NFL Lawyer: ‘Strong Contingent’ Inside League Focused On Legal Sports Betting

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NFL sports betting

Whenever the NFL says something about sports betting, everyone takes notice. It’s the most important of the major North American professional leagues, and has at times taken the most hard-line stance against gambling.

So, it’s worth dissecting what a lawyer for the league said on the subject when he spoke at a recent problem gambling event.

An NFL lawyer on sports betting

NFL senior labor relations counsel Brook Gardiner was a part of the National Conference on Problem Gambling held in New York state this week.

Yahoo’s Dan Roberts noted some of Gardiner’s statements at the event.

“And there’s a strong contingent in the league that is focusing on [legalized sports betting], but it is not unanimous. It is not all a rush to legalization.”

And this:

“One point to think about that people don’t mention as much, but is very prominent in the league’s discussions is: Would legalized gambling affect the product itself? Are we affecting the game itself or how people view the game, and does the game itself become tangential, and does the money-making enterprise become more important than the game?”

Gardiner’s words were a bit of an eye-opener to those that observe the leagues and their statements on gambling, which are generally few and far between.

Is this something new from the NFL?

It seems interesting that an NFL rep would speak so openly about sports betting.

Reading between the lines on Gardiner’s statements, it appears to be a down-shifting of the NFL’s position regarding sports betting:

  • There are some people who matter within the NFL inner-sanctum that want legal sports betting. That hasn’t been reported before. And he indicated there’s at least some discord on the subject, although how contentious it is is unknown.
  • There’s no mention here of the “integrity of the game,” which has always been the NFL’s biggest objection to sports betting. Now, if we believe that Gardiner’s words represent the thinking of the league in general, the NFL is at least as worried about whether fans are watching the games for the right reasons.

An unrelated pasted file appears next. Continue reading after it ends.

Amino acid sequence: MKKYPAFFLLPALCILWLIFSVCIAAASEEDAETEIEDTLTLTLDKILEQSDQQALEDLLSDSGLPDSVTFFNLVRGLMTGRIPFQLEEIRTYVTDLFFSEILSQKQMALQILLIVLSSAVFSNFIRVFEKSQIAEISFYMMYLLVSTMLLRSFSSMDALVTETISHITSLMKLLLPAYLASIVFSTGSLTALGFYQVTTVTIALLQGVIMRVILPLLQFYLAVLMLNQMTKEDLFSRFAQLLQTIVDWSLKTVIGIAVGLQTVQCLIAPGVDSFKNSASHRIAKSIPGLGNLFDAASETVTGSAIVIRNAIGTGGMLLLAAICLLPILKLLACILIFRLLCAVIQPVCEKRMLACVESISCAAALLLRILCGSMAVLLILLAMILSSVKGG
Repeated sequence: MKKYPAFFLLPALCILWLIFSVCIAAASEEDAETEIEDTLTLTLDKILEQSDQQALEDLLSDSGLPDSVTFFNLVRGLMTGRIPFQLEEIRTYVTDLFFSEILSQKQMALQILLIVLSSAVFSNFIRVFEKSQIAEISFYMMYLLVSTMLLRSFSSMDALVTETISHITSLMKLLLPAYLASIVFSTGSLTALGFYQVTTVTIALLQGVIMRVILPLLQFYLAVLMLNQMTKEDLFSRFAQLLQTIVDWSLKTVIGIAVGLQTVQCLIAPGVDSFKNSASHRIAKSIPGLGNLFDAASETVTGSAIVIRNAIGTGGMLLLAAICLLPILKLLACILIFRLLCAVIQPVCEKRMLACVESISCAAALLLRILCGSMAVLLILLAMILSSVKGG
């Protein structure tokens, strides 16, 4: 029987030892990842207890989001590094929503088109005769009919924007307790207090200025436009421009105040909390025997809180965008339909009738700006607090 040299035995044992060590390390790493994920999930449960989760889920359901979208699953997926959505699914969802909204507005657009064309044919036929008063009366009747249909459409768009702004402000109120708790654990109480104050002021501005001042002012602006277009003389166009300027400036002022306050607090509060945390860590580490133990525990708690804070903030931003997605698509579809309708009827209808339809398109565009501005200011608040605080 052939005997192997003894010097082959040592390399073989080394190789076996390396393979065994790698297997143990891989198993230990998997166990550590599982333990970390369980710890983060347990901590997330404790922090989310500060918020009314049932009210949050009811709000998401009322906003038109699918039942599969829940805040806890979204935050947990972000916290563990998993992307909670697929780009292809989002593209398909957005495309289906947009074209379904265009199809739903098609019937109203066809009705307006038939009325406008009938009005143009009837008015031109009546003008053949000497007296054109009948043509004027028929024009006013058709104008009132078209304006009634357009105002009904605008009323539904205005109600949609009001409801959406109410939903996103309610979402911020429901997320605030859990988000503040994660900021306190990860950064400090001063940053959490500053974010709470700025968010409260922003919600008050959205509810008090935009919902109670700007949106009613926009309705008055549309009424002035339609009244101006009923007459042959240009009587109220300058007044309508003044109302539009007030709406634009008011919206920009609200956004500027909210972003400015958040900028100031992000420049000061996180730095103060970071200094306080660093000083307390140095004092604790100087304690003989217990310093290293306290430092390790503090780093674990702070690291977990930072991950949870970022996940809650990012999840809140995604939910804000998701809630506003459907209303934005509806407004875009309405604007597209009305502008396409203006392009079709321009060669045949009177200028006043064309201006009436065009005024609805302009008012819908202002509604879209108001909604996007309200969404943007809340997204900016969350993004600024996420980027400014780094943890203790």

The latter point may be a matter of debate. It seems likely that integrity is still a major concern for the NFL; however, it’s interesting and noteworthy that the integrity issues were not presented alongside this issue.

So, where is the NFL, exactly?

Good luck figuring that out. The NFL generally is all over the map on its public takes or actions regarding gambling and sports betting:

  • The NFL has a seemingly bizarre stance on where its players can attend events that are even tangentially related to casinos.
  • The league continues to flirt with the idea of an NFL team in Las Vegas.
  • Some have reported that the NFL has “softened” its stance on gambling, or “evolved” on sports betting.
  • The NFL (and all the other pro leagues in the US) remain plaintiffs in the New Jersey sports betting case.

Do the latest comments represent a further — or any — “evolution” of what the NFL thinks on sports betting?

Sports betting legalization will take a village

If sports betting is to become legal, someday, in the US, it’s going to take some effort if it is done outside of the courts. Changing a federal law — PASPA — that has been on the books for decades is no easy task.

Right now, the NBA and Commissioner Adam Silver have been largely on an island — at least from pro sports’ perspective — on calling for legal and regulated sports betting.

The American Gaming Association is building its own coalition for lobbying for the legalization of US sports betting. But getting the sports leagues on board — even if not lobbying alongside the AGA specifically — would almost seem like a necessity for a real push.

The NBA has not yet shown its willingness to go it alone, and would likely need to get the NFL, Major League Baseball or the NHL on board.

Will enough people behind the curtain in the NFL eventually see the wisdom in shifting from an unregulated black market for sports betting to a transparent, regulated system? That remains to be seen.

AuKirk /